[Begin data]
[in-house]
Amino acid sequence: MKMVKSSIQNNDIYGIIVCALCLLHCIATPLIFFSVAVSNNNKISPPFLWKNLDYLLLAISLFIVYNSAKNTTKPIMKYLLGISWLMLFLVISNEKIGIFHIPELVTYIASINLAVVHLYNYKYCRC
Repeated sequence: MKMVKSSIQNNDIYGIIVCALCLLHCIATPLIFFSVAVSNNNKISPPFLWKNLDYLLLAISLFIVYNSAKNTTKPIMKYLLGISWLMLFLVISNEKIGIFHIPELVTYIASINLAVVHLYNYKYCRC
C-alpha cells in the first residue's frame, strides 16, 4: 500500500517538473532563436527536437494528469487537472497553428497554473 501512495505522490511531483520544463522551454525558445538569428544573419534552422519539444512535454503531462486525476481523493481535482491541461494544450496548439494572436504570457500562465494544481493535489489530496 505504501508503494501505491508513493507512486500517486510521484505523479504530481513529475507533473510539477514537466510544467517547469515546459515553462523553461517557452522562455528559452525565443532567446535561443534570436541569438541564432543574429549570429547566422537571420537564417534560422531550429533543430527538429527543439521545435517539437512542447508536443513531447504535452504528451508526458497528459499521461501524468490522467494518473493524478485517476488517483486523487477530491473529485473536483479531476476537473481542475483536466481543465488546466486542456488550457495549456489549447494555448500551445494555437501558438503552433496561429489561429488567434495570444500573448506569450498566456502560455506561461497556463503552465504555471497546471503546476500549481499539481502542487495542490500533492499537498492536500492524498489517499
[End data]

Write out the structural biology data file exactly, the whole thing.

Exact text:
[in-house]
Amino acid sequence: MKMVKSSIQNNDIYGIIVCALCLLHCIATPLIFFSVAVSNNNKISPPFLWKNLDYLLLAISLFIVYNSAKNTTKPIMKYLLGISWLMLFLVISNEKIGIFHIPELVTYIASINLAVVHLYNYKYCRC
Repeated sequence: MKMVKSSIQNNDIYGIIVCALCLLHCIATPLIFFSVAVSNNNKISPPFLWKNLDYLLLAISLFIVYNSAKNTTKPIMKYLLGISWLMLFLVISNEKIGIFHIPELVTYIASINLAVVHLYNYKYCRC
C-alpha cells in the first residue's frame, strides 16, 4: 500500500517538473532563436527536437494528469487537472497553428497554473 501512495505522490511531483520544463522551454525558445538569428544573419534552422519539444512535454503531462486525476481523493481535482491541461494544450496548439494572436504570457500562465494544481493535489489530496 505504501508503494501505491508513493507512486500517486510521484505523479504530481513529475507533473510539477514537466510544467517547469515546459515553462523553461517557452522562455528559452525565443532567446535561443534570436541569438541564432543574429549570429547566422537571420537564417534560422531550429533543430527538429527543439521545435517539437512542447508536443513531447504535452504528451508526458497528459499521461501524468490522467494518473493524478485517476488517483486523487477530491473529485473536483479531476476537473481542475483536466481543465488546466486542456488550457495549456489549447494555448500551445494555437501558438503552433496561429489561429488567434495570444500573448506569450498566456502560455506561461497556463503552465504555471497546471503546476500549481499539481502542487495542490500533492499537498492536500492524498489517499